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Tuesday, 21 December 2010
Cenotaph under snow

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A better shot of this at night, and the lights on the tree on the edge of Master Park, Oxted.  And here’s the reverse view from the Park.

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And here’s a picture of what the spot looked like before the tree was planted and grew (taken from a local postcard):

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Posted by bigblue on 21/12/2010 at 08:12 AM
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Monday, 20 December 2010
Empathy

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And so snow strikes chaos in the UK, in a way that a terrorist attack could never.  I was reading some accounts of passengers experiences and a few things struck me. A common refrain seems to be:

It’s not the weather that’s the problem, it’s the way they’ve handled the people…..
and
We’ve been left to fend for ourselves.

I too have had similar experiences at UK airports. The ones that stick in my mind are the storm in 2000 when my flight was delayed 24 hours and I was stranded at Gatwick airport, and the time when my late-night flight into the UK was delayed en route for 2 hours and by the time we disembarked the baggage handlers’ shift had finished and they had gone home.  (Our baggage was delivered the following day). A common thread in my experiences has been airline and airport staff who don’t know how to handle emergencies and unhappy customers. They appeared reluctant to give us full information about the nature of the problem, they did not want to discuss the situation, they did not want to hear customer complaints, and they were generally unhelpful.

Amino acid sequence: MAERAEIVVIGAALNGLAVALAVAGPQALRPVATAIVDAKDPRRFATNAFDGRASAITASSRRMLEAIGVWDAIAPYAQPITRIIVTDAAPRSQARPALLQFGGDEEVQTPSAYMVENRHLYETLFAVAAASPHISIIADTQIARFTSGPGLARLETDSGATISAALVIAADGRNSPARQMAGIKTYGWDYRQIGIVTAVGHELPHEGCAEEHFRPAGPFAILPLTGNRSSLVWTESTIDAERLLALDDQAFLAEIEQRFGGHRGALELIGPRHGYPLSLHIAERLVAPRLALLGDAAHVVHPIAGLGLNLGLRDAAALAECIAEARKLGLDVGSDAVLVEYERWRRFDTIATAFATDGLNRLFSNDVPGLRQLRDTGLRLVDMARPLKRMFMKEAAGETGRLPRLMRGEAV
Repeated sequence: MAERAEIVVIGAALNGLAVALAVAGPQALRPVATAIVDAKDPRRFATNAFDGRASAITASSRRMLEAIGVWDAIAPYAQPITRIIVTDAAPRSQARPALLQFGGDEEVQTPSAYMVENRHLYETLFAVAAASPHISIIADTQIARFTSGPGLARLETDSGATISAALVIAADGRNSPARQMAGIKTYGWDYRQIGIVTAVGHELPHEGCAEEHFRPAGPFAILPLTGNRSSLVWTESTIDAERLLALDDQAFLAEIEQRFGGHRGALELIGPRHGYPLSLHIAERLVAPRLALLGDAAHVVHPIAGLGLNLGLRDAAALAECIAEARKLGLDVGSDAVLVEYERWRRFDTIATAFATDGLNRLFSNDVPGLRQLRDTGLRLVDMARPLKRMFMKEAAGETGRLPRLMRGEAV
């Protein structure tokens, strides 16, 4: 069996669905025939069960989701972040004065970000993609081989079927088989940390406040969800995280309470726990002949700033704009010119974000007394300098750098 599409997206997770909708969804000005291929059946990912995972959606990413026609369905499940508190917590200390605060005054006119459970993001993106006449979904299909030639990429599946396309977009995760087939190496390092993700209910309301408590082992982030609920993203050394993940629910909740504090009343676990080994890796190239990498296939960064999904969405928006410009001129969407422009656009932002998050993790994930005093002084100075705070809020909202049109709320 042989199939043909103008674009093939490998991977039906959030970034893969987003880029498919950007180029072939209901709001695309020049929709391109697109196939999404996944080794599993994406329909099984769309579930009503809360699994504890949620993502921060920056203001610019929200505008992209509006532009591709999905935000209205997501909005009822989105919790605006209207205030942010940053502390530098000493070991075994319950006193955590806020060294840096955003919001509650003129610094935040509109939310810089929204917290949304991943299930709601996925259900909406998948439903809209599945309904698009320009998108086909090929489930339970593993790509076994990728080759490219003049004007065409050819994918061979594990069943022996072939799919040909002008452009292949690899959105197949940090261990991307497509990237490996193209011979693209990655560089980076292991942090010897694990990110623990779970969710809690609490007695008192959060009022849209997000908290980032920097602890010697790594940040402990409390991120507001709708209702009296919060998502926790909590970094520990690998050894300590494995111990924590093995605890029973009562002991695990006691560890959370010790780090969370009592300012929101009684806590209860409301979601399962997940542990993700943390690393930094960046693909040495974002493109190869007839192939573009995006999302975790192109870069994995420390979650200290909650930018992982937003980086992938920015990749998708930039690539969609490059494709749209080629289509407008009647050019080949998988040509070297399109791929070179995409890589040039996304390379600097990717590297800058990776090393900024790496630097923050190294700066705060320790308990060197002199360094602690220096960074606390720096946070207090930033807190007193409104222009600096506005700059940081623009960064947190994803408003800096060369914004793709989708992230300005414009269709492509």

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A year ago today (almost) I was stuck at railway stations and airports in the Netherlands due to a severe snowstorm. I spent two days trekking across the (little) country and although I was inconvenienced my way was always smoothed by the staff who knew how to deal with complaints and angry passengers. I was frustrated and (am sorry to say now) that I took out my frustrations at the people who were trying to make the passengers’ lives less miserable.  I also noticed other people “ranting” at the airport/railway staff but the staff handled us at all times with aplomb. They showed empathy for their customers. Various people have put forward definitions for empathy, such as:

The capacity to know emotionally what another is experiencing from within the frame of reference of that other person, the capacity to sample the feelings of another or to put one’s self in another’s shoes.
[D. M. Berger]

A sense of similarity in feelings experienced by the self and the other, without confusion between the two individuals.
[Jean Decety]

An affective response that stems from the apprehension or comprehension of another’s emotional state or condition, and that is similar to what the other person is feeling or would be expected to feel.
[Nancy Eisenberg]

To empathize means to share, to experience the feelings of another person.
[R. R. Greenson]

The ability to put oneself into the mental shoes of another person to understand her emotions and feelings. 
[Alvin Goldman]

An affective response more appropriate to another’s situation than one’s own. 
[Martin Hoffman]

These definitions also make me think of Emotional Inteligence.  Is it not time that businesses in the UK started to teach their employees to empathise with their customers?  Apparently this should start with the managers learning to empathise with their staff.

Posted by bigblue on 20/12/2010 at 07:42 AM
Filed under: EuropeNetherlands • (1) CommentsPermalinkBookmark or Share
Sunday, 19 December 2010